Is it cheaper to buy a Rolex in Switzerland?
Who among us hasn’t dreamed of owning the ultimate symbol of material success: A real Rolex watch? Sure, you can buy fake ones on the streets of pretty much every major city in the world, but nothing compares to the real thing. Starting at about $4,000 and soaring into the millions, a Rolex is quite the investment even if you have the dough to buy one. One would think that purchasing one in the country in which they’re made would bring the price down but does it, really? Here, Trippy.com members debate whether it really does or doesn’t and the answers may surprise you.
Can I get a cheaper Rolex if I buy it in Switzerland?
“I don’t think so, because Switzerland is quite expensive in general. I am sure you get a Rolex cheaper in most airports of the world than in an ordinary Rolex shop in Switzerland.”
“Cheap and Switzerland should not be used in the same sentence. Just because a product is produced in a particular country, that does not mean it is going to cost less there. The distribution, sales, local cost structures, exchange rates and taxes all impact the retail price of an item. This is not unique to Switzerland. I was able to pick up a Japanese made camera in Canada for less money than I saw it for in Tokyo.”
“I also have my doubtrs. Not because of Switzerland's high cost of living, but because Rolex sets the price that nobody is allowed to undercut (unless you find s.o. who wants to sell its own watch at a discount). Switzerland has one advantage: you buy the watch TAX-FREE (the VAT of 7.6 pct is refunded for foreign residents). This can make a big difference with duties and tax in many countries exceeding 30 pct. Airport shops are also duty-free, but often charge a premium, because of rental and airport tax (they also know that it is the visitor's last chance to buy a watch in Switzerland). I made the experience with perfumes and electronics, that can often be purchases cheaper in the city center. On the other hand, the Swiss Franc (currency) has gained a lot of strengths recently. It is possible that Rolex has not adapted its prices worldwide, allowing for good value in countries with weak(er) currencies. My suggestion: select a watch, note down model and specs, check the price in your home country, then compare it with the price quoted in Switzerland. Switzerland's traditional luxury watch outlets offer outstanding customer service, often at no cost and many years after purchase. And a guarantee that the watch is not a fake.”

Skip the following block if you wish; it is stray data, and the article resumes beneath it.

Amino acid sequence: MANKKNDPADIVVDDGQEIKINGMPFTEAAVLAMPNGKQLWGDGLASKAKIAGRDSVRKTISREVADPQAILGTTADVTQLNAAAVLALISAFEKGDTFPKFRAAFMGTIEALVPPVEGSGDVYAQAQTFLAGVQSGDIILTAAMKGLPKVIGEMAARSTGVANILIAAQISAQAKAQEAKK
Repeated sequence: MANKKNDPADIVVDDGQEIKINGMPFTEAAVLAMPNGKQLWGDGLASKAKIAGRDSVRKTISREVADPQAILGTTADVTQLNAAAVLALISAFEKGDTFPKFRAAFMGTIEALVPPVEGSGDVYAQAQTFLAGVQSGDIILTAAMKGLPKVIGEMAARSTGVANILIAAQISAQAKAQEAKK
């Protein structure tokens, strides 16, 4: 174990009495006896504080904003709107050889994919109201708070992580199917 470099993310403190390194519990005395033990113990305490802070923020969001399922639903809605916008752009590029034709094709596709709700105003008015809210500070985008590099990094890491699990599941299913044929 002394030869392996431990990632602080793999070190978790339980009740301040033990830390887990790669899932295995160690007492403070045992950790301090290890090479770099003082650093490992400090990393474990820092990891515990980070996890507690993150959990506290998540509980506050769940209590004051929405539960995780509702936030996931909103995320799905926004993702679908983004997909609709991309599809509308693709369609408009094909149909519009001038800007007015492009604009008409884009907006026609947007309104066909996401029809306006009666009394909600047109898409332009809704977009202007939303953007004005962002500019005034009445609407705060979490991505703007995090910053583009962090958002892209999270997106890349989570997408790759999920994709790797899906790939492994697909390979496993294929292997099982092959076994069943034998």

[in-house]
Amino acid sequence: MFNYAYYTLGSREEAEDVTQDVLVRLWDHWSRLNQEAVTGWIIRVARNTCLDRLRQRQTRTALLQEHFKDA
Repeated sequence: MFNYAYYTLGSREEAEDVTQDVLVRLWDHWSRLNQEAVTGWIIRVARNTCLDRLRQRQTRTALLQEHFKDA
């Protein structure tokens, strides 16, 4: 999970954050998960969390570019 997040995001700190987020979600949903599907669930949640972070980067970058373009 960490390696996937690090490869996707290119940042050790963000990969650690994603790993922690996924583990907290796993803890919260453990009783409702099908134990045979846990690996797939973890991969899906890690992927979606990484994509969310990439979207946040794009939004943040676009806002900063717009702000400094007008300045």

“It depends on the vat in your home country. In fact the net price of practically all Swiss watches is all over the world the same. For me as a German it makes sense to buy a Swiss watch in Switzerland, because the gross price is lower there (Swiss vat on watches: 7,6%; German vat on watches: 19%). I would have to buy it with vat in Switzerland and then I would have to smuggle it into Germany. The legal option would be, to buy it in Switzerland without tax and pay the custom fee and the German vat in Germany. Just to buy it without Swiss vat and to smuggle it into Germany is not possible, because the Swiss (airport-)shop would report my purchase to the German authorities and I would have to pay the fees (and eventually fines) anyway. If you are e.g. from the USA I do not know whether the Swiss would report the purchase to your authorities or not. So, the cheapest, but illegal way would be to buy it in Switzerland with tax and to smuggle it, if the Swiss tax is lower than 'your' vat.”
Some feel if you have to ask . . .
“Frankly, if you are worried about the price of a Rolex, you really cannot afford one. To answer your question, eh, no. Rolex has a certain price criteria, that cannot be undercut.”
And then there are those who don’t think a Rolex lives up to the hype:
“Why buy a second rate but well marketed watch? There are far better made watches to be had. Check out the Patek line.”
"’cept Rolex is ‘cheap’ compared to a Patek”
And then, there’s this simple response: